National Missions, when looking at this subject we should not forget the legacy of old sea mines and other unexploded ordnance. Any new capability must still be able to counter these old fashioned but no less deadly threats. In addition, harbour and port clearance are national missions.

    Accurate ‘charting’ is essential to safe navigation and operations for both surface and sub surface equipment. This mission is carried out on a routine (the sea bed is constantly changing) and reactive basis.

    Threats, the diversity of mine threats creates a significant challenge.

    Environments include the surf zone, very shallow water, shallow water and deep water.

    Types of device include surface, anti invasion, buried, partially buried, moored contact, bottom influence, moored influence, floating contact and rising influence. These can range in sophistication from very simple WWI vintage devices to the latest mobile intelligent devices that use a variety of initiation methods.

    Emerging Threats and the Modern, Future-Looking, High Performance MCM:

    Also, the UK-French cooperation meme is alive and well when it comes to MCM:

    The UK and French Governments have formally agreed to work together in a number of areas including mine countermeasures so we can expect to see some interesting developments in the next few years as programmed converge and technologies mature.

    It seems the direction of travel at the minute is to mature systems in parallel with existing systems and create a platform agnostic capability that can be rapidly deployed on a number of vessels.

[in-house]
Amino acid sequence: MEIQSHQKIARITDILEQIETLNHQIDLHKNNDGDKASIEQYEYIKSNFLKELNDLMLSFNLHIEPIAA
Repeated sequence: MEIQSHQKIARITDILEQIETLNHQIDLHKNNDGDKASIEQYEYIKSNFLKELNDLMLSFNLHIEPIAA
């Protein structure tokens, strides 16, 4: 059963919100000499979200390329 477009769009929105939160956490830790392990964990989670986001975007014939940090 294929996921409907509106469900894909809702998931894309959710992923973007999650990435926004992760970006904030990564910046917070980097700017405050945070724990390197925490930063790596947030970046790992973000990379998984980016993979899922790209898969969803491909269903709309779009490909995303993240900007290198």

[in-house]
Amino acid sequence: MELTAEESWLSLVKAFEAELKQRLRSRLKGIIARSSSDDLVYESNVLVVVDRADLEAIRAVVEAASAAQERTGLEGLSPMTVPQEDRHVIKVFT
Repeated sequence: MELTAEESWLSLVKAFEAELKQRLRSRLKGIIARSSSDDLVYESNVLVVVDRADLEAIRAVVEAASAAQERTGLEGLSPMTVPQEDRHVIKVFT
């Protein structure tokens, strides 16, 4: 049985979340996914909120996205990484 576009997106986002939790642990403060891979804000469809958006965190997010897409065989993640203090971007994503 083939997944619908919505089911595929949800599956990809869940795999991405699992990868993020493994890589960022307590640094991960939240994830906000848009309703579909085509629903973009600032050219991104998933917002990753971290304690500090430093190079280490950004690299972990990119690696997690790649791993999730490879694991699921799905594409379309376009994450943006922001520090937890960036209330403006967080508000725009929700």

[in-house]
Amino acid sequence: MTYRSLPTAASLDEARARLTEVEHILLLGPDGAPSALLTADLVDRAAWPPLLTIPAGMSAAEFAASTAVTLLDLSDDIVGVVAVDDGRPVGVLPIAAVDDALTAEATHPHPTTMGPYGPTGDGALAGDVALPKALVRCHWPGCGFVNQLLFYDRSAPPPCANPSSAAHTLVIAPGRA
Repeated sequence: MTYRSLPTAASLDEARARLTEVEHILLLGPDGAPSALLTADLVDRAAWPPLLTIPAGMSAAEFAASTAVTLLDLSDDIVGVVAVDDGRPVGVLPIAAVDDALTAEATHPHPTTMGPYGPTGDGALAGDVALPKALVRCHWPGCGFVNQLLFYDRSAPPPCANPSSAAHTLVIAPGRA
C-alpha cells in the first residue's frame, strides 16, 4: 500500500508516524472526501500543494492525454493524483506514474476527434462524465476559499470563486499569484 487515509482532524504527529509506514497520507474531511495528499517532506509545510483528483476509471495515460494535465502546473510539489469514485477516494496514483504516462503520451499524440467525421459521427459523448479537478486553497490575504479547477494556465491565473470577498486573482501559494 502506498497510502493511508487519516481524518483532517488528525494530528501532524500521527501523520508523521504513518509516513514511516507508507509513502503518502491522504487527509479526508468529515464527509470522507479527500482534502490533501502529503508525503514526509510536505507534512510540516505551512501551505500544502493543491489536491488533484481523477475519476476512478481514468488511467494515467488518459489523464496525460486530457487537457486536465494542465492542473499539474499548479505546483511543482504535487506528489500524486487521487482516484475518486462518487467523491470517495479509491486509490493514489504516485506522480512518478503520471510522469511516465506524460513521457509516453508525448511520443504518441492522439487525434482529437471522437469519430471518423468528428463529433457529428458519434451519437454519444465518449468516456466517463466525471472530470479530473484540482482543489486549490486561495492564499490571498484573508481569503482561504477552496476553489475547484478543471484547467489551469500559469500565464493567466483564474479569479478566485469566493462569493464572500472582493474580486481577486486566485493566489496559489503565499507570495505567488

If you’re interested in the current capabilities and capacity of NATO’s MCM, or what threats we’ll face in the future.

    AFRICOM Commander Sees End to Libya Mission

    From Marine Corps Times

    Army Gen. Carter Ham, head of U.S. Africa Command, told The Associated Press that American military leaders are expected to give NATO ministers their assessment of the situation during meetings late in the week.

    NATO could decide to end the mission even though ousted leader Moammar Gadhafi is still at large and his forces are still entrenched in strongholds such as Sirte and Bani Walid.

    NATO’s decision-making body, the North Atlantic Council, agreed on Sept. 21 to extend the mission over the oil-rich North African nation for another 90 days, but officials have said the decision would be reviewed periodically.

    Ham said that the National Transitional Council and its forces should be in “reasonable control” of population centers before the end of the NATO mission, dubbed Unified Protector. He said they are close to that now.

    When NATO makes its decision, Ham said he believes there would be a seamless transition of control over the air and maritime operations to U.S. Africa Command. At least initially, some of the military surveillance coverage would remain in place.

    “We don’t want to go from what’s there now to zero overnight,” Ham said. “There will be some missions that will need to be sustained for some period of time, if for no other reason than to offer assurances to the interim government for things like border security, until such time that they are ready to do all that themselves.”